A small number of adolescents and young adults have experienced mild heart inflammation after receiving an mRNA COVID-19 vaccine, according to federal health officials. It is unclear whether the two are linked.
“We look forward to seeing more data about these cases so we can better understand if they are related to the vaccine or if they are coincidental,” said Yvonne A. Maldonado, M.D., FAAP, chair of the AAP Committee on Infectious Diseases. “Meanwhile, it’s important for pediatricians and other clinicians to report any health concerns that arise after vaccination to VAERS (the Vaccine Adverse Event Reporting System) so we can systematically track and analyze them, and determine if they signal a real concern.”
The AAP continues to recommend that adolescents get vaccinated while health officials investigate cases of myocarditis, inflammation of the heart muscle.
More than 163 million people in the U.S. have received at least one dose of COVID-19 vaccine, including just over 4.5 million adolescents ages 12-17, CDC data show. There were “relatively few” cases of myocarditis after vaccination, according to a May 17 report from the Centers for Disease Control and Prevention’s (CDC’s) Advisory Committee on Immunization Practices COVID-19 Vaccine Safety Technical Work Group (VaST).
The report did not give a number but said the cases have been seen predominantly in adolescents and young adults and in more males than females. Cases are more common after the second dose of vaccine and typically occur within four days after vaccination. Most cases have been mild.
“Within CDC safety monitoring systems, rates of myocarditis reports in the window following COVID-19 vaccination have not differed from expected baseline rates,” the report said. “However, VaST members felt that information about reports of myocarditis should be communicated to providers.”
The European Medicines Agency is looking into similar cases and said in a report earlier this month, “There is no indication at the moment that these cases are due to the vaccine.”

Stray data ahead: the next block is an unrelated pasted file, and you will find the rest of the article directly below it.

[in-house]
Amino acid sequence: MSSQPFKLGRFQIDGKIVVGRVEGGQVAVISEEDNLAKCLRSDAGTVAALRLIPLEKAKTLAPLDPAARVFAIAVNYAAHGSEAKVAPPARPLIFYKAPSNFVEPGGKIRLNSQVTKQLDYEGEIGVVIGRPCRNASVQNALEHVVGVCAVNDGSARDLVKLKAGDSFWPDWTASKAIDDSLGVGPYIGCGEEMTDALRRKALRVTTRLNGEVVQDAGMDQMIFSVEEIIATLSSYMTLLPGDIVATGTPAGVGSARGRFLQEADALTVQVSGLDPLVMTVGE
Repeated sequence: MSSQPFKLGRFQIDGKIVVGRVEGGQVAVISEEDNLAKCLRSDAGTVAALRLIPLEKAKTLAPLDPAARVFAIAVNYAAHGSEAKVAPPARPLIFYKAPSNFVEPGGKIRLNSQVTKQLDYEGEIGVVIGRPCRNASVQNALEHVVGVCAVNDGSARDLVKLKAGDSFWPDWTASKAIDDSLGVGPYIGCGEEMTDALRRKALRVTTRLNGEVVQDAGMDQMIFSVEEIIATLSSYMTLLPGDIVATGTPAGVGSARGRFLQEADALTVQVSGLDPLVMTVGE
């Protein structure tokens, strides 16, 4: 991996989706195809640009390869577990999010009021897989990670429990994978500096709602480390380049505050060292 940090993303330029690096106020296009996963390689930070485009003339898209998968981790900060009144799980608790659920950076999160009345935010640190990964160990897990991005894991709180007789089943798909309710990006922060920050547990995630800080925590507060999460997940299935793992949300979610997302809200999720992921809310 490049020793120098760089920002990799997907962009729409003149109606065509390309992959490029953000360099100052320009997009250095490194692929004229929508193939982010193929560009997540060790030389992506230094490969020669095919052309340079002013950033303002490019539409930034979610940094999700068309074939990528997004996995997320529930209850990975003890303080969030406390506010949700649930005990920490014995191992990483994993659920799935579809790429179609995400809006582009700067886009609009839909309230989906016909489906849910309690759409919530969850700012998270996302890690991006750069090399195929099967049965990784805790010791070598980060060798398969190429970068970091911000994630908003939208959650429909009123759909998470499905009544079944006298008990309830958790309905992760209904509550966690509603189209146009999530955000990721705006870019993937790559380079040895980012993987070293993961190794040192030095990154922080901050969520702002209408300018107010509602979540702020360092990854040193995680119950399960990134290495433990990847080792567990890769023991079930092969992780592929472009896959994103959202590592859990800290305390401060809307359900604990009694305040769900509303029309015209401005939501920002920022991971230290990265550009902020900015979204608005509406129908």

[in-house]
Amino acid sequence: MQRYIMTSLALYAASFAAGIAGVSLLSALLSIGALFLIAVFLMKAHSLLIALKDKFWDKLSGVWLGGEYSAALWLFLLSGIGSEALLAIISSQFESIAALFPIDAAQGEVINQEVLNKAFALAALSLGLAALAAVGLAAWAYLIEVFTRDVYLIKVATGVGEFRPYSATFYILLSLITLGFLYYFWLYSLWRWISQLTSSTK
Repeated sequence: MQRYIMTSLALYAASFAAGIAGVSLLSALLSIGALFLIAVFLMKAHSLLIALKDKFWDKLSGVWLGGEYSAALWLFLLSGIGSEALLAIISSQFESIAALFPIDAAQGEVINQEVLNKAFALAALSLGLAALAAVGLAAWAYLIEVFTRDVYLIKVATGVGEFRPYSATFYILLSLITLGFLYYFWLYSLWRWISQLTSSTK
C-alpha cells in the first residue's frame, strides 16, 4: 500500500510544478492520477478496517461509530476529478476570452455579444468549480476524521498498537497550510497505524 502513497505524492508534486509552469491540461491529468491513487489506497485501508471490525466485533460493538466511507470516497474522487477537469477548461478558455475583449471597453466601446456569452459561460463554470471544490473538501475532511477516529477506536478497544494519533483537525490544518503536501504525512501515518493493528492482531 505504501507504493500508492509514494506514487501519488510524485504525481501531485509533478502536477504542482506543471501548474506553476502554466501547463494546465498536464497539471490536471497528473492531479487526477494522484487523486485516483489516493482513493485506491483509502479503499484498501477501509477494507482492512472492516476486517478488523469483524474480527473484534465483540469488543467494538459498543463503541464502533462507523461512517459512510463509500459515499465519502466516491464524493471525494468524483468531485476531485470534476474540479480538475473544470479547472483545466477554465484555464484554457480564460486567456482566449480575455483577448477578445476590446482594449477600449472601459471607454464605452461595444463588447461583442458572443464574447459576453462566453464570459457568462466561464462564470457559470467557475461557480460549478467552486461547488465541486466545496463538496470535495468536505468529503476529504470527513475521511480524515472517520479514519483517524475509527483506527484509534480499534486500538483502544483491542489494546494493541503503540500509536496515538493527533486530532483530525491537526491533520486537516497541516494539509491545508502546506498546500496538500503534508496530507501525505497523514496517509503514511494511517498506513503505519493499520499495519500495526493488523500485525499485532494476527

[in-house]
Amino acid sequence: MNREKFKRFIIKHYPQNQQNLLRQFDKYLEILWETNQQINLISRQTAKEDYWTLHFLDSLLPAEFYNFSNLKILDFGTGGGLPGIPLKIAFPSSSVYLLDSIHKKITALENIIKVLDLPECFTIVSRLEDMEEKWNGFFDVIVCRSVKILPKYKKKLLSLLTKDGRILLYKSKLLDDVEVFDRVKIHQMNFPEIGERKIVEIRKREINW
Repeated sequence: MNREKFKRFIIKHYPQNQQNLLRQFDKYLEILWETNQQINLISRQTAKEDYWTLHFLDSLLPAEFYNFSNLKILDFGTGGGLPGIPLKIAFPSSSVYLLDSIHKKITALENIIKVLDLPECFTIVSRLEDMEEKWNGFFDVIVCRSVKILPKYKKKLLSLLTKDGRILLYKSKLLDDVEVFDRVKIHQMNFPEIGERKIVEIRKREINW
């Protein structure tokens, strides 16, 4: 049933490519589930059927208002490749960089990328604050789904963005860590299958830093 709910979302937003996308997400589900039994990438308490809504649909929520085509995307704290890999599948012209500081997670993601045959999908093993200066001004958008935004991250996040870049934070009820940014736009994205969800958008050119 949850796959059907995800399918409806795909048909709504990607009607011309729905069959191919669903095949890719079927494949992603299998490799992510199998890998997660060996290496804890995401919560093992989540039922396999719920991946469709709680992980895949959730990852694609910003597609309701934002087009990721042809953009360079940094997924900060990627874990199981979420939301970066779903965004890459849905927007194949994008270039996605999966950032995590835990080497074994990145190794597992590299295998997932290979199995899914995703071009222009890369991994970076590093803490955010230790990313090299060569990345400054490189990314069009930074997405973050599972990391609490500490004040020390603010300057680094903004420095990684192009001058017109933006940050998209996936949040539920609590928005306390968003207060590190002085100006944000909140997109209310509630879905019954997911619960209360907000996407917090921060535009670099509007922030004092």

Stuart Berger, M.D., FAAP, chair of the AAP Section on Cardiology and Cardiac Surgery Executive Committee, said in general, myocarditis is rare. Patients can be asymptomatic and often recover quickly. Most commonly, mild inflammation is related to a viral infection. This includes SARS-CoV-2 and the related multisystem inflammatory syndrome in children.
Symptoms that may prompt concern include chest pain, arrhythmias/palpitations and shortness of breath. Depending on severity, clinicians who believe a patient has myocarditis may order an EKG, echocardiogram, and testing for troponin levels, according to Dr. Berger. Treatment is supportive care for the symptoms.
“If you ever have a question, you ought to feel comfortable contacting your local pediatric cardiologist,” said Dr. Berger, medical director of Lurie Children’s Hospital Heart Center. “We certainly see it (myocarditis) more often than pediatricians. … In the context of anything else, viral infections like COVID or the vaccine, we can be helpful in giving you advice also.”
Children and adolescents experiencing myocarditis from any cause should talk to a pediatric cardiologist before returning to full participation in athletic activities. For cases occurring after vaccination, VaST also recommends clinicians consult with an infectious disease specialist and rheumatologist.
Health officials are closely monitoring safety systems as they investigate myocarditis cases after vaccination. Clinicians should report these cases to VAERS at http://vaers.hhs.gov.